On extra oral examination, there were enlarged, palpable and tender bilateral submandibular lymph nodes. On intraoral examination, there was deep occlusal caries associated with 36 and 46 teeth, which were slightly tender to percussion, with probing exhibited normal mobility. The electronic pulp test was negative for both teeth. An intraoral periapical radiograph with 36 and 46 showed a well-circumscribed radiolucent lesion located around the apex of both the mesial and distal root of teeth [Figure 1] and [Figure 2], just above the mandibular canal. The lesion around the distal and mesial root of both the teeth measured approximately 10 and 6 mm in diameter respectively along with involvement of furcation and interradicular bone. After evaluating all the data, a root canal treatment of the both the molars was planned. At the same appointment, the root canal treatment was initiated for both the teeth. A rubber dam was applied and the access cavity was prepared. A hemorrhagic, purulent exudate was found from the canals of the teeth 36 and 46. In the next appointment, the working length was estimated using radiographic method. The distal canals were instrumented with size 15-40 K-files and mesial canals with size 15-30 K-files using a step-back technique for both the teeth. During the instrumentation, the canals were irrigated copiously with 2.5% sodium hypochlorite solution using a 27-gauge endodontic needle after each instrument. Drainage was performed until the discharge through the canal ceased. The canals were dried with sterile paper points and then dressed with calcium hydroxide. A sterile cotton pellet was inserted into the access cavity before sealing it with a temporary filling material. The calcium hydroxide dressing was changed every 1 week for three times. After 3 weeks, the discharge from the canals did not cease completely. The treatment procedure was changed. The canals were dried, and a triple antibiotic paste consisting of ciprofloxacin, metronidazole, and minocycline (100 mg of each drug in 0.5-ml of total volume in propylene glycol base) was placed with the help of a lentulo spiral. The paste was changed 3 weeks for a period of 8 months until the roots of the teeth displayed complete healing of the lesion. After 8 months, when the teeth 36 and 46 showed no symptoms, no pain on percussion, soft tissues were found healthy, and the canals were dry, the canals were irrigated with 2.5% sodium hypochlorite followed by normal saline and obturated with gutta-percha and Zinc oxide eugenol as a sealer by using a lateral compaction technique [Figure 3] and [Figure 4]. The restoration was accomplished with glass ionomer cement. After 1 month, the teeth 36 and 46 were given full coverage restoration using stainless steel crowns. At 16 months [Figure 5] and [Figure 6], the radiographs showed complete bony healing with well-defined trabeculae.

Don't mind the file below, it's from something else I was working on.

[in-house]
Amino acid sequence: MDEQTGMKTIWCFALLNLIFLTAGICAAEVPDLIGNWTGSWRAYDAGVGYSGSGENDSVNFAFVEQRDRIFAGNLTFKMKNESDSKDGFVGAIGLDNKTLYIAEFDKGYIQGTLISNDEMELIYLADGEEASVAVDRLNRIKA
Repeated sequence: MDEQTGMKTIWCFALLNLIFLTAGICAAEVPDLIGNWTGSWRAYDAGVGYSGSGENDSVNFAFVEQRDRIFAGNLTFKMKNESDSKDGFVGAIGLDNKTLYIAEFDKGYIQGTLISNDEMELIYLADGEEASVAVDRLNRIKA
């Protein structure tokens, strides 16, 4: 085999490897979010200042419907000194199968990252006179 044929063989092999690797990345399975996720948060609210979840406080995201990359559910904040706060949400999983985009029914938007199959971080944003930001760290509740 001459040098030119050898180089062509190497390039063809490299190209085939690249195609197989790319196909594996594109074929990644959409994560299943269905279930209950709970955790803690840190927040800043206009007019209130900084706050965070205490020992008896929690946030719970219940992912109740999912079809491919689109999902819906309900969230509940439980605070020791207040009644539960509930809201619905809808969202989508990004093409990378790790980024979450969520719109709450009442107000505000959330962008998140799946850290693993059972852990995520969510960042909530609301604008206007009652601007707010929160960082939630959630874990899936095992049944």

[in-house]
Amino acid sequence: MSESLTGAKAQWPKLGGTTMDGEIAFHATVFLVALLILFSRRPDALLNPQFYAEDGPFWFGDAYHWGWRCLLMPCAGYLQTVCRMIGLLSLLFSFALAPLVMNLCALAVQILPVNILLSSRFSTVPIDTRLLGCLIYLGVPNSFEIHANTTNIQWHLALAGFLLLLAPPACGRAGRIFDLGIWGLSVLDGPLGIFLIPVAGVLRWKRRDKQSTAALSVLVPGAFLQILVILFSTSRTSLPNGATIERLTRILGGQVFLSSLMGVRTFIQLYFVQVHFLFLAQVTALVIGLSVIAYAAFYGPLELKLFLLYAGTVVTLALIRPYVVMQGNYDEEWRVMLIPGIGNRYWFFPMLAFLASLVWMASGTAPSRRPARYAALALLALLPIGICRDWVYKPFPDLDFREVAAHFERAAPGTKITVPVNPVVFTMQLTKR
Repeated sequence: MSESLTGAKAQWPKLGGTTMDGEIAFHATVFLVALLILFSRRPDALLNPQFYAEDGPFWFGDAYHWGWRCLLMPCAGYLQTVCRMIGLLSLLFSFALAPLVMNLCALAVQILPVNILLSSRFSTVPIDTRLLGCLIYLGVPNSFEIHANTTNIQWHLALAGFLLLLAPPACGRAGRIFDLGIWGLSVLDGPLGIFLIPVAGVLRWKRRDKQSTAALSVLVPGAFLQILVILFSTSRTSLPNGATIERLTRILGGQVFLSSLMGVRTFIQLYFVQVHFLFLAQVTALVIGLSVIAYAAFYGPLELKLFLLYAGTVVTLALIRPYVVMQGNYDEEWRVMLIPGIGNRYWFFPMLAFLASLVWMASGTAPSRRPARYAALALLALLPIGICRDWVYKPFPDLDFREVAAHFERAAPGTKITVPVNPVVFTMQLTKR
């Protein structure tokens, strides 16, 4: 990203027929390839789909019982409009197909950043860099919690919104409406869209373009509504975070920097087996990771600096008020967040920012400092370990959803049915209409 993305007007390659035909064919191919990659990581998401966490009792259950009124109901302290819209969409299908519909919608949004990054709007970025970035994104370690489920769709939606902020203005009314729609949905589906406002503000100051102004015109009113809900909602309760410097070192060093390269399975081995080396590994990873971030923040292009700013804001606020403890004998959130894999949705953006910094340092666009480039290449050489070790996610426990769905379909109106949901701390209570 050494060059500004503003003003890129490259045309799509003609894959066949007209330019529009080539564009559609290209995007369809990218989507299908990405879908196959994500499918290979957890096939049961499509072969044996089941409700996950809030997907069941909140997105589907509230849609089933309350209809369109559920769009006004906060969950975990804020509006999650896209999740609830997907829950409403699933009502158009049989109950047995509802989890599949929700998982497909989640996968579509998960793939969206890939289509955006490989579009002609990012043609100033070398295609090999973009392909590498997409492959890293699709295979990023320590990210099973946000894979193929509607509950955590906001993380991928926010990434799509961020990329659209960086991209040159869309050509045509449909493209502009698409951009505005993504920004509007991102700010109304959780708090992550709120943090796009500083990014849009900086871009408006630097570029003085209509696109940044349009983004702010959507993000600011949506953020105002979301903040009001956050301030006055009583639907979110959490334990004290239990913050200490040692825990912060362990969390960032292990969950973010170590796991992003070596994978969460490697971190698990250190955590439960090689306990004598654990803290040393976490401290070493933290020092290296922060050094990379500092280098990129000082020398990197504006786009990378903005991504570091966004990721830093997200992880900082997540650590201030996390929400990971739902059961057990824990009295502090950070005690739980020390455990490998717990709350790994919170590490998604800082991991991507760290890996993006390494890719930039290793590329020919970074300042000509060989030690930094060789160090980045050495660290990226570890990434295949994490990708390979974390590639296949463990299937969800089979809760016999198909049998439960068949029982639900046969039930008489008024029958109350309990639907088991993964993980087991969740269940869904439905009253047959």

Figure 1: Preoperative intraoral radiograph showing large periapical lesion with roots of tooth 46

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Figure 2: Preoperative intraoral radiograph showing large periapical lesion with roots of tooth 36